Carved 1: Wheel-thrown, Hand-carved, White Stoneware, Cone 6 Electric Kiln, Red and Turquoise Glaze (Miki & Lance Rutter)
I often wondered how a husband and wife team can really work. I mean, you live together, sleep together and then you have to wake up and work together. How would they be able to separate their individuality? Or, how could the work show the best of both contributors? Plus, would we still like and appreciate each other after days and days of working together?
My husband, Lance, has always been a very supportive of my passion for pottery, of the time and efforts into making pottery. We have occasionally dabbled with collaboration—my forms to his paintings, but it always felt like he had to work with what I offered him, or to ask me to make a form to fit his designs.
This Carved series comes pretty close to bringing our combined aesthetic together to create something that we can equally contribute. We are still working with the glaze combination that I’ve developed, but applying it in a way that highlights the delicate details of his carvings. His designs explore the variety of curves, lines and depths that complement my forms. And I modify my forms accommodate with thicker walls. We also needed to adjust for the movement of the glaze over the forms and carvings and try to anticipate its path.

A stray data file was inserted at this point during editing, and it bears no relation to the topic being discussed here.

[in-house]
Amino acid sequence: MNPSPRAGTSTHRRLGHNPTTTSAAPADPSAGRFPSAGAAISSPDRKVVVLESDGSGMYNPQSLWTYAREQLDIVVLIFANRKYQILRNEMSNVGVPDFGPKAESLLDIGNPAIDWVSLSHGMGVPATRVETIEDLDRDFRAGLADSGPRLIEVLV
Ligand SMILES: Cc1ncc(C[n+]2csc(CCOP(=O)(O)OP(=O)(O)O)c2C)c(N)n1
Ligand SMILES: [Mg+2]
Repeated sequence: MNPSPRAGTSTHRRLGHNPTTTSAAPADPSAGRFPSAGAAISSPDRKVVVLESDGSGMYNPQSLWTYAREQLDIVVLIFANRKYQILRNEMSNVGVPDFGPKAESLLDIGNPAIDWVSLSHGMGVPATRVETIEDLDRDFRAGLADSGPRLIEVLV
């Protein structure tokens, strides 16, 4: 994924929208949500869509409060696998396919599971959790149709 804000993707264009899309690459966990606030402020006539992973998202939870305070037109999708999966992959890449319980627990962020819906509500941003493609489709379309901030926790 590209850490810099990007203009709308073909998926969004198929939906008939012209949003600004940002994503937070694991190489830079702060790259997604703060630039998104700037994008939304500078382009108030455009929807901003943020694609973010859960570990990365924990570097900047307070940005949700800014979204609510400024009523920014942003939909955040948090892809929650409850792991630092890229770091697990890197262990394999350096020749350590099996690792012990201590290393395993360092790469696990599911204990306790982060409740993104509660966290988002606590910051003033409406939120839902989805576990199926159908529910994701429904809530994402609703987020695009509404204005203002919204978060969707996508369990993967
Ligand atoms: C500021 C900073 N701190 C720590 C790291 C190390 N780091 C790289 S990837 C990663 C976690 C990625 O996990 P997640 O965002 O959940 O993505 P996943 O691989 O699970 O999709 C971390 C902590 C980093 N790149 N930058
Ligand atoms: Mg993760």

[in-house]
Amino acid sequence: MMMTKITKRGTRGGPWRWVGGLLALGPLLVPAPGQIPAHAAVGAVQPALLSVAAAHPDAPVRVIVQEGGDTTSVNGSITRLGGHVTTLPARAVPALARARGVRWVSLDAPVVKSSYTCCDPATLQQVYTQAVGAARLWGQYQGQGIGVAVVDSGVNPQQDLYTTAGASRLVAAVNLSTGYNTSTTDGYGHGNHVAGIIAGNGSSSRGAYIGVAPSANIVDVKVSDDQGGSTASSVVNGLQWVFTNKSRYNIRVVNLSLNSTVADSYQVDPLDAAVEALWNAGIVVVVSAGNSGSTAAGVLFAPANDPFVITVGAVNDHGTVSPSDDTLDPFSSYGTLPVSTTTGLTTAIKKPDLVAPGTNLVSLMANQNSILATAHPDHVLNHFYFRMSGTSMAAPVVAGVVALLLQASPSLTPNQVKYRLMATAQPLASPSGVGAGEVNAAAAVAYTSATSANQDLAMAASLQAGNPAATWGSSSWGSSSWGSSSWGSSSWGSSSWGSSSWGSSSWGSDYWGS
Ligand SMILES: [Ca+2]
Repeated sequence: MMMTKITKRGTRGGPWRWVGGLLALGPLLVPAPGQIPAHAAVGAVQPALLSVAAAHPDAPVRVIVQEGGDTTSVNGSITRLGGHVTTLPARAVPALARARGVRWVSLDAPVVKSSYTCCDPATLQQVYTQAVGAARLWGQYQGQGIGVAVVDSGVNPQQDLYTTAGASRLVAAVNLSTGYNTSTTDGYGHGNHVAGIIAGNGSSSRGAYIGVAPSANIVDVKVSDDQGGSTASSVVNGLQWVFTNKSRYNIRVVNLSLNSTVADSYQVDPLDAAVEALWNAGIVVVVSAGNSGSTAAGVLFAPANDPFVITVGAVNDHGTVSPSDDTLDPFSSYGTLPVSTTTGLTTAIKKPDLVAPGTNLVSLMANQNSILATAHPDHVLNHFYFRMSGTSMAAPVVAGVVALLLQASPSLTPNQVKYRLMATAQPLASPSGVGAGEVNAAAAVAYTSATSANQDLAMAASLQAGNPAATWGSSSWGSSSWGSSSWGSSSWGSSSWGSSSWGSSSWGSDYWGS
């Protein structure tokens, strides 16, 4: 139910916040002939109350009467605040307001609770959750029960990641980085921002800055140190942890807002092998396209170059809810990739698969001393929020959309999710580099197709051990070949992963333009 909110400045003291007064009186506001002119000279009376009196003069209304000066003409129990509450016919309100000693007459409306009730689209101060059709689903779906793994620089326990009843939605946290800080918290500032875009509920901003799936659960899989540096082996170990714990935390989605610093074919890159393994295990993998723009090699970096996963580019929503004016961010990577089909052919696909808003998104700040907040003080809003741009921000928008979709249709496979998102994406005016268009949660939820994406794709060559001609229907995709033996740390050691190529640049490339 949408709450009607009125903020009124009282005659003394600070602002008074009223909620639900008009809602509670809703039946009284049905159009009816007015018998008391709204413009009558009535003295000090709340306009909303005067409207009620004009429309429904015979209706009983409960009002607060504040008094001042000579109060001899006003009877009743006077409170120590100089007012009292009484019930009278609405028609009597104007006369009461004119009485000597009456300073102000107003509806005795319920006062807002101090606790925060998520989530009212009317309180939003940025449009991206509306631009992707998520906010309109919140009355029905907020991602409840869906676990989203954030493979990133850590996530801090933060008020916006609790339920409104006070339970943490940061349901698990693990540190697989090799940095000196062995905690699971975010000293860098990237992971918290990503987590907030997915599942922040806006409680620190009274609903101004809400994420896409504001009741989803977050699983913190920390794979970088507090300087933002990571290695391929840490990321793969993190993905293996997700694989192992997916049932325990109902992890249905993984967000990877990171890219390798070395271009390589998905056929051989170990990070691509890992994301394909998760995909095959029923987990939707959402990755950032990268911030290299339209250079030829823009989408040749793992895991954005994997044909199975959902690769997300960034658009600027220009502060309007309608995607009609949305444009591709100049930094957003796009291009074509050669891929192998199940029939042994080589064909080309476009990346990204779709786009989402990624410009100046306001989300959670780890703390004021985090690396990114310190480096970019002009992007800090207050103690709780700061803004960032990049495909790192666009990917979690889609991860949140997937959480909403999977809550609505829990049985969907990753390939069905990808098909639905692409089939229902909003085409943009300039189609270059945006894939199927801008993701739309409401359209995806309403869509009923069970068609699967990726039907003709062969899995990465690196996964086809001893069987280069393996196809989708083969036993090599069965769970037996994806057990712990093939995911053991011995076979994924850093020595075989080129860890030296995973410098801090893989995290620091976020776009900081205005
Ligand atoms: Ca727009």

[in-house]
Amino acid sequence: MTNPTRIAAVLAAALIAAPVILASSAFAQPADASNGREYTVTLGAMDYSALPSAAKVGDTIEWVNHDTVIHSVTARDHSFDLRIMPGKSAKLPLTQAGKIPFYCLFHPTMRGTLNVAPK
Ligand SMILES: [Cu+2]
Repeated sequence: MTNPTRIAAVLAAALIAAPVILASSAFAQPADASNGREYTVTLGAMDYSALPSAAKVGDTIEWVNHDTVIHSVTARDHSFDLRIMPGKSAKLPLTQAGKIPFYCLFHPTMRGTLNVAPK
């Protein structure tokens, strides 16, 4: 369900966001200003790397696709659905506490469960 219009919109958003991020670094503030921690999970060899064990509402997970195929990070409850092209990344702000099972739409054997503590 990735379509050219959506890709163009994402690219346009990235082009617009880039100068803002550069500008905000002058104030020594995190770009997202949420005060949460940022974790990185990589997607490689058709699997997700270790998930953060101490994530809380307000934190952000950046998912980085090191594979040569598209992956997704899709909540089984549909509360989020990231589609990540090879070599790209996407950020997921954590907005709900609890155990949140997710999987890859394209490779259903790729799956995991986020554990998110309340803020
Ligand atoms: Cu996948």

With all of this designing, creating and planning, the kiln opening is a shared element of surprise and excitement. Not being able to wait for the temperature to cool enough, we peak under the lid to satisfy our impatience at 500+ degrees. Waiting another 4-6 hours to open the lid and use heavy towels to finally take the pieces out while the pots are still too hot to handle. There have been plenty of half satisfaction and full disappointments. Still, the thrill of the one or two pieces, like the ones in this post, are what keep us working together to create something that we can share.
So, husband and wife teams of the world, I get it now. It’s not that you lose your individuality and get absorb into the work of one or the other. It is about celebrating the beauty of what each of you bring to the table—or the kiln—to share.
Carved 2: Wheel-thrown, Hand-carved, White Stoneware, Cone 6 Electric Kiln, Red and Turquoise Glaze (Miki & Lance Rutter)